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A brief description of how business organizations evolved throughout human history.

An organization is defined as being a deliberate arrangement of people to accomplish some specific purpose (Robbins & Coulter, 2007, p. 17). A business is an organization of people under a structure that is distinctive to the companys goals. Over the course of human history the nature of organizations have evolved from being viewed as mechanistic to learning organizations. An impersonal approach to organizations was apparent during the times of dictatorship and tyranny from the rulers of ancient Egyptian and Mayan civilizations, who forced slaves to work to build pyramid structures. The ruling families continued to have power until a democracy was established. As the politics changed within each nation so did their methods of conducting business. It appears authoritarianism continued to be dominant in earlier times because of less competition from other businesses and more workers willing to work under extreme circumstances in order to provide support to their families. This allowed for organizational leaders to have one hundred percent control over how jobs were to be assigned as well as enforcing strict rules and regulations over employees.

Most business leaders were more concerned with productivity and viewed other humans as resources to be used and discarded. In 1776, Adam Smith introduced the division of labor concept, which separated jobs into narrow and repetitive tasks (Robbins & Coulter, 2007). This job-focused concept was utilized in factories in order to increase productivity and save time. In those days product efficiency was the main concern rather than the wellness of the employees. The industrial revolution of the eighteen-century was a period of time that had substituted human power for machine power. This led towards the development of certain management theories, which made organizations appear more mechanically determined. The scientific management theory, introduced by Frederick W. Taylor, used scientific methods in order to define the best one way for a job to be completed (Robbins & Coulter, 2007). The general administrative theory was also introduced around the same time frame and its focus was mostly towards the duties and responsibility of managers. Both theories of scientific management and general administrative emphasized rationality, predictability, impersonality, technical competence and authority (Robbins & Coulter, 2007). In both theories upper management had sole power and influence over the organization. Throughout centuries as humans continued to socially evolve the approaches within the organizations began to revolutionize from inflexible methods to becoming what is now referred to as learning organizations. According to Peter Senge, author of, The Fifth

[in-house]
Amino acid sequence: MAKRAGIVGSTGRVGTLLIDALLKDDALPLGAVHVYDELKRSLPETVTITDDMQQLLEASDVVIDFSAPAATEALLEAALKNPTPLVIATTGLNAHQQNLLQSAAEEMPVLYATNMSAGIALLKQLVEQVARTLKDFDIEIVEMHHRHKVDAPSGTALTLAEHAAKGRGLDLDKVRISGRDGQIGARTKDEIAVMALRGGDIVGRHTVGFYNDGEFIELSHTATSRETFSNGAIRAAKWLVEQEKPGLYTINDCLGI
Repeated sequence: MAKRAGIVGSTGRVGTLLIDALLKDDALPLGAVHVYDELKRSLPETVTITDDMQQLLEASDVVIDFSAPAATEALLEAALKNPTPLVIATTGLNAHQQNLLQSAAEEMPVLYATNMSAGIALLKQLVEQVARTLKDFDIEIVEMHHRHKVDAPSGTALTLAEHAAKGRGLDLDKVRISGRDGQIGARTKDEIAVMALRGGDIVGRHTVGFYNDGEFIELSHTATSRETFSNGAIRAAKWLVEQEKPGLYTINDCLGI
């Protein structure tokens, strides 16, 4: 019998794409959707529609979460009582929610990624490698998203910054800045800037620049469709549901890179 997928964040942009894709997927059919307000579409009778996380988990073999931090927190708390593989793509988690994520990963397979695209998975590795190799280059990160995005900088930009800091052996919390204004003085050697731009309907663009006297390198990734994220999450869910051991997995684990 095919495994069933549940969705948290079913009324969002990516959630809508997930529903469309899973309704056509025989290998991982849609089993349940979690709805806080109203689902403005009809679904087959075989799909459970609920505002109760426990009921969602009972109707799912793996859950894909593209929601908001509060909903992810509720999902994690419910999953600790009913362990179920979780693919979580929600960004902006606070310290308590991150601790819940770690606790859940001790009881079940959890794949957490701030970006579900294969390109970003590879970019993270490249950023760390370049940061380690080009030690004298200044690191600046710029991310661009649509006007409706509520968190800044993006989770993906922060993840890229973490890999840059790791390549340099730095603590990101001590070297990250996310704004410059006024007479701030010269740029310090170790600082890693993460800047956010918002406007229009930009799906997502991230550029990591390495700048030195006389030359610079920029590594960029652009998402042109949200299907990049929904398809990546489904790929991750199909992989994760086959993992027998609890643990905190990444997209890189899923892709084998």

Discipline: The Art and Practice of The Learning Organization (1990), the learning organizations are organizations where people continually expand their capacity to create the results they truly desire, and where people are continually learning to see the whole together Senge stresses that in order for companies to thrive in a rapidly changing environment everyone must adept to combining and promoting both generative and adaptive learning methods within the organization so that the people can collectively see the whole together Senge reintroduces the systems viewpoint, which emphasizes its focus on viewing the organization as a whole. This view is generally directed towards addressing the importance of establishing a long-term vision. It also informs that short-term improvements could wind up being costly mistakes in the long run. Throughout Senges work he also encourages building a shared vision and team learning. This helps to eliminate controlling and impersonal behaviors of managers and high-level executives. Toyota Industries is a prominent example of how becoming a learning organization and adopting a systems viewpoint can prove to be both transformative and cost effective. Toyota is famous for inventing what they call lean production also known as The Toyota Production System or TPS. This process involves transforming mass production processes to lean processes in which the flow and pulling of parts are only done as needed rather than creating inventory (Liker, 2004). This method helps to eliminate wasted time, resources and reduce employee output demands by producing smaller quantities they can help to ensure higher quality standards. This system has allowed to Toyota to continue to uphold their companys long-term vision and philosophy of achieving Operational Excellence. Toyota is serious about long-term thinking. The focus from the very top of the company is to add value to customers and society